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Korea's data regulator imposes penalty to  Google and Meta of a total of $72M

For breaking the country's rule against the acquisition and use of personal data without user agreement, South Korea's data authority penalized Google and Meta a combined 100 billion won ($72 million).

According to a press statement from the Personal Information Protection Commission (PIPC) on September 14, fines for breaking the Personal Information Protection Act from 2019 to 21 will total 69.2 billion (U.S. $50 million) against Google and 30.8 billion (U.S. $22 million) against Meta.

The PIPC has never imposed fines this size before for privacy infractions, and they are the first sanctions for the gathering and use of behavioral data from online bespoke advertising platforms.

According to the PIPC, neither Google nor Meta provided users with a clear means to refuse enabling the businesses to use personal data when users used other websites or services outside the firms' own platforms.

Consumers were not informed by Google on how to opt out. According to a translated question-and-answer paper the PIPC provided, the opt-out setting was by default set to "agree," and if a user wished to alter it, he or she would have to locate the opt-out form on the "setting screen" beneath additional options.

The PIPC claimed that Meta made an effort to get consent by displaying a lengthy, difficult-to-understand form to prospective users.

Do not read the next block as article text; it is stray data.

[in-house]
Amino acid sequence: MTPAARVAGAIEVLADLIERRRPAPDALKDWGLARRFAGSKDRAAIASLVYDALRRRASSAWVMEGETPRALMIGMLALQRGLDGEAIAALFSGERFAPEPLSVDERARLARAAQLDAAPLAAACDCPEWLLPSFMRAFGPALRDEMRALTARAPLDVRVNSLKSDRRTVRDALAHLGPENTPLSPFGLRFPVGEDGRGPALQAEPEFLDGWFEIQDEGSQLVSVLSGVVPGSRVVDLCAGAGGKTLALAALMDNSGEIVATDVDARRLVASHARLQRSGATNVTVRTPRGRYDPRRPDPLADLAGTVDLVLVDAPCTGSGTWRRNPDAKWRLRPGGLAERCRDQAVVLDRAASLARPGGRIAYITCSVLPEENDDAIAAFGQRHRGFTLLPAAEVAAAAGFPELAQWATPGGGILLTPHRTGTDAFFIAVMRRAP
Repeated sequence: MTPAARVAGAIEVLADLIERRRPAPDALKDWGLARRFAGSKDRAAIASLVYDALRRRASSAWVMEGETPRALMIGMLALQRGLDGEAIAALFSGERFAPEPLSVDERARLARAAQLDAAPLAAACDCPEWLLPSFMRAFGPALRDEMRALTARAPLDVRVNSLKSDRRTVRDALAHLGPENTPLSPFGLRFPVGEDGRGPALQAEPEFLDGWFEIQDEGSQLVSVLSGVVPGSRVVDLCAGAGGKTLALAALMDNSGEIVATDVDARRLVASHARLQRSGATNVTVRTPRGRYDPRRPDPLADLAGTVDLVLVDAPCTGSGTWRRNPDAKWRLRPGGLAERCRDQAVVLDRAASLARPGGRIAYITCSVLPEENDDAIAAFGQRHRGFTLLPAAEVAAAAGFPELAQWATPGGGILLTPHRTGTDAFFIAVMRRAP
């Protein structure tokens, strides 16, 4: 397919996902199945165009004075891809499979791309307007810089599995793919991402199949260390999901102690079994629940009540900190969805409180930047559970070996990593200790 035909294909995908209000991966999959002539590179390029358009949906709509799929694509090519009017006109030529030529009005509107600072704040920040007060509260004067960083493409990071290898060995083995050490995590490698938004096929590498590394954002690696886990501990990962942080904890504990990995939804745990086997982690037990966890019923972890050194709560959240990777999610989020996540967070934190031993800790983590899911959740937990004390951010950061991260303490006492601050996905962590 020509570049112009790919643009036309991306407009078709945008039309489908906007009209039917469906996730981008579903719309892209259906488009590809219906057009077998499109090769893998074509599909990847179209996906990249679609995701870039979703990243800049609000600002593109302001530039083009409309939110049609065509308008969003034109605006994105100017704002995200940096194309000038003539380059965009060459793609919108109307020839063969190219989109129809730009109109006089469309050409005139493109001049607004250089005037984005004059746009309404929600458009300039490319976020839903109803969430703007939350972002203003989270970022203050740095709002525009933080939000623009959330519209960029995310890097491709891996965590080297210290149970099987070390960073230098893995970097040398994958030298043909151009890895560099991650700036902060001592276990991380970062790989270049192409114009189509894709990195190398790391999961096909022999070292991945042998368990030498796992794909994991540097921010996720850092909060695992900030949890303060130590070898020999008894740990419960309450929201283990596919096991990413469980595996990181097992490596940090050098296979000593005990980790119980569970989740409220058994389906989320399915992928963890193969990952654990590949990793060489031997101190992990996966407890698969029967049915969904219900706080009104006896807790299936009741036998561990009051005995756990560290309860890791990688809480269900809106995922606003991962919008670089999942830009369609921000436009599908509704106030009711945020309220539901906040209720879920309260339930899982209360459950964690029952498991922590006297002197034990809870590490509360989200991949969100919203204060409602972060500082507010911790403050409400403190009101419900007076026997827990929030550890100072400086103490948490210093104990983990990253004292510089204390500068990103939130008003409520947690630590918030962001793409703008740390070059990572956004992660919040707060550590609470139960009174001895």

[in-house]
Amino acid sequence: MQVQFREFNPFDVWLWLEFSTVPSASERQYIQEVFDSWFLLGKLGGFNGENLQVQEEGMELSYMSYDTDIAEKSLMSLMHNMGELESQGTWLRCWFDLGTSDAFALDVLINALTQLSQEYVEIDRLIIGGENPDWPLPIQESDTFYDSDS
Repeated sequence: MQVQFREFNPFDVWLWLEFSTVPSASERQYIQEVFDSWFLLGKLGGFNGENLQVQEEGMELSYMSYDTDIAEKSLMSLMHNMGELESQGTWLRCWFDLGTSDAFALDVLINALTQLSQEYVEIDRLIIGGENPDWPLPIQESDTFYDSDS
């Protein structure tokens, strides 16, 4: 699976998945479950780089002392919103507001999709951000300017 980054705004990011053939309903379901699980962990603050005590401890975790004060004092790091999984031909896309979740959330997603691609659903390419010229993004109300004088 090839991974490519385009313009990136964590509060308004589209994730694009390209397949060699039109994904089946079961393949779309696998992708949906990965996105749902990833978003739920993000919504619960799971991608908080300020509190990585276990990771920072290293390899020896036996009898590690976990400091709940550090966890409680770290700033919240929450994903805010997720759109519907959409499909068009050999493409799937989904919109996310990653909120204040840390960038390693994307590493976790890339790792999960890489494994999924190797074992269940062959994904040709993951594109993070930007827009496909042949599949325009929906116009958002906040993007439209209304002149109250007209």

According to the PIPC, Google and Meta both produced tailored advertising based on the personal information they had gathered about their clients.

Both businesses had to fix the claimed problems in addition to paying the fee, according to the PIPC.

Users' political opinions, health information, physical, physiological, and behavioral characteristics, as well as information that would make it simpler for someone to identify specific users within the data, were among the personal data the two social media companies gathered, according to the agency.

A French regulator penalized Google 50 million euros ($57 million) in 2019 for failing to give consumers clear and intelligible information about its data usage rules. In 2020, a French court affirmed that fine under the General Data Protection Regulation (GDPR) of the European Union.

In 2019, Germany's competition watchdog ruled that Meta (formerly Facebook) must "substantially restrict" how it gathers and combines user data without their express agreement.

A request for comment was not immediately answered by Google or Meta.



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